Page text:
PROVIDENCE, R.I. (WPRI) – Officials at the R.I. Department of Labor and Training say they have received roughly 2,000 complaints by people who claim their identities were unlawfully being used to file a false unemployment claim.

Target 12 has learned investigators are examining whether the identify theft is tied to the massive breach of personal data at credit firm Equifax in 2017, when nearly 150 million Americans were affected.

Ellen Martin said she received a letter in the mail last week from the DLT informing her that her jobless benefits had been approved.

“I called my boss right away and said, ‘Hey, were going to let me know that you laid me off?'” she recalled. “He’s like, ‘What are you talking about?'”

“Then the reality slap, realizing that this is a big deal,” she said.

Jennifer Grace is in the same situation, though in her case the fraudulent claim was flagged by her employer’s human resources department.

“I was scared that they know other things about me,” Grace said. “If [DLT] processes the claim, where was this money going to go? Because clearly it’s not going into my bank account.”

DLT Director Scott Jensen said last week that his agency had received hundreds of claims of fraud — a number that rose to 2,000 by Tuesday. Target 12 has learned the state has paid money to some of the fraudsters, but DLT spokesperson Angelika Pellegrino said “it’s too soon to tell” how much was taken.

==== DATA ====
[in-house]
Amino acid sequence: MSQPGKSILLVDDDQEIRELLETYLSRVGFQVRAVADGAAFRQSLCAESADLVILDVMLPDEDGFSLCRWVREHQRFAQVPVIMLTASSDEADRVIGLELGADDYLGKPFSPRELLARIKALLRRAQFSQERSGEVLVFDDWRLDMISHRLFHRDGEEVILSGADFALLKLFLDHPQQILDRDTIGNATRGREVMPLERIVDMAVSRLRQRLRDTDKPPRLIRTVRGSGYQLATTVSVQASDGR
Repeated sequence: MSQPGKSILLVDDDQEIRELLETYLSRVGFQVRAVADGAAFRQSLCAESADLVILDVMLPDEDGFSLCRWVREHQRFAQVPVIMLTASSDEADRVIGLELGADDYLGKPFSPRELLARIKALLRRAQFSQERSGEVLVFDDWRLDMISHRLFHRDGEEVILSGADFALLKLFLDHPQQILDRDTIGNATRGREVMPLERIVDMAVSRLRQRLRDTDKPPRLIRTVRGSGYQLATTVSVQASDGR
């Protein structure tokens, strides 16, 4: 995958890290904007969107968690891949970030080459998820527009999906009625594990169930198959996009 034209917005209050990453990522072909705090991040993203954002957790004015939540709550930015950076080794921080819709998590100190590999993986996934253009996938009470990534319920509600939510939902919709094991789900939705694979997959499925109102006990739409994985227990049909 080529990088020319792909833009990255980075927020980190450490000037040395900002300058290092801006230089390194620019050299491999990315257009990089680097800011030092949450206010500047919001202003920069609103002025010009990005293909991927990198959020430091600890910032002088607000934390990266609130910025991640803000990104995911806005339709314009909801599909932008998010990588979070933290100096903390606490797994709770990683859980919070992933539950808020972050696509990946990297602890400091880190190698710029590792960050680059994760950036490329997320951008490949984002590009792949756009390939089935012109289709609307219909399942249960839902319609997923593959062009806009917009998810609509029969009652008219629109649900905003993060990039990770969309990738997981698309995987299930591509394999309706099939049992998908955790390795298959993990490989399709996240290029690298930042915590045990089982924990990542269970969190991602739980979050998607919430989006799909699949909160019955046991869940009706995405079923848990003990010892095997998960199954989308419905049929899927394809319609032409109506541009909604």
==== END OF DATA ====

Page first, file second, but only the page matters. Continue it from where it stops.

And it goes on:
“We’re working collaboratively with law enforcement right now to determine the scope of the scheme,” Pellegrino wrote in an email.

“The scope of the COVID-19 pandemic is massive, and so is the unemployment insurance program’s vulnerability to imposter fraud,” she continued. “Imposter fraud occurs when someone’s personal information has been compromised in another context and used to obtain unemployment benefits fraudulently.”

Martin said over the weekend she began hearing from others who were also victims.

“So many stories of, oh, this happened to my father, this happened to my friend, it’s happened to my wife,” she said. “So apparently it’s pretty widespread.”

Pellegrino said those who suspect they are a victim of unemployment fraud should email DLT at Rhode Islanders may also contact the State Police Financial Crimes Unit at or the FBI’s Providence Field Office at (401) 272-8310.

For Grace, she is concerned her situation may have an immediate impact, because she was about to file for unemployment benefits after her hours at work were reduced.

“I was thinking, great, now how am I going to put in a claim, because they’re going to think it’s fraud and I’m putting in the legitimate claim,” she said.

At her daily news briefing Tuesday, Gov. Gina Raimondo said she was still ascertaining how big a problem unemployment fraud is at the moment in Rhode Island, and indicated it was too soon for her to commit to providing state-paid credit monitoring or other assistance to victims.

Tim White ( is the Target 12 managing editor and chief investigative reporter at 12 News, and the host of Newsmakers. Connect with him on Twitter and Facebook.

Kim Kalunian contributed to this report

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